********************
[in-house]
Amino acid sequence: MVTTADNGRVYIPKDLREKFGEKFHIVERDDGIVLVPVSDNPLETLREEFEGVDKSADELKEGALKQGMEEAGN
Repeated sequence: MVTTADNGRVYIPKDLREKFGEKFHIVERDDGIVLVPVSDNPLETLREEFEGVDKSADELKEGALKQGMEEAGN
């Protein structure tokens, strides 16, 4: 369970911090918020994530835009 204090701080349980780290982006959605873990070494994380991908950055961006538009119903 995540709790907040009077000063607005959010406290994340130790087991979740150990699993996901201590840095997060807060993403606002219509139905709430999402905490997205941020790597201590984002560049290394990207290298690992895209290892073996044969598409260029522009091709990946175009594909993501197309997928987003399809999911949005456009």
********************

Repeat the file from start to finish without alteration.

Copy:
[in-house]
Amino acid sequence: MVTTADNGRVYIPKDLREKFGEKFHIVERDDGIVLVPVSDNPLETLREEFEGVDKSADELKEGALKQGMEEAGN
Repeated sequence: MVTTADNGRVYIPKDLREKFGEKFHIVERDDGIVLVPVSDNPLETLREEFEGVDKSADELKEGALKQGMEEAGN
């Protein structure tokens, strides 16, 4: 369970911090918020994530835009 204090701080349980780290982006959605873990070494994380991908950055961006538009119903 995540709790907040009077000063607005959010406290994340130790087991979740150990699993996901201590840095997060807060993403606002219509139905709430999402905490997205941020790597201590984002560049290394990207290298690992895209290892073996044969598409260029522009091709990946175009594909993501197309997928987003399809999911949005456009």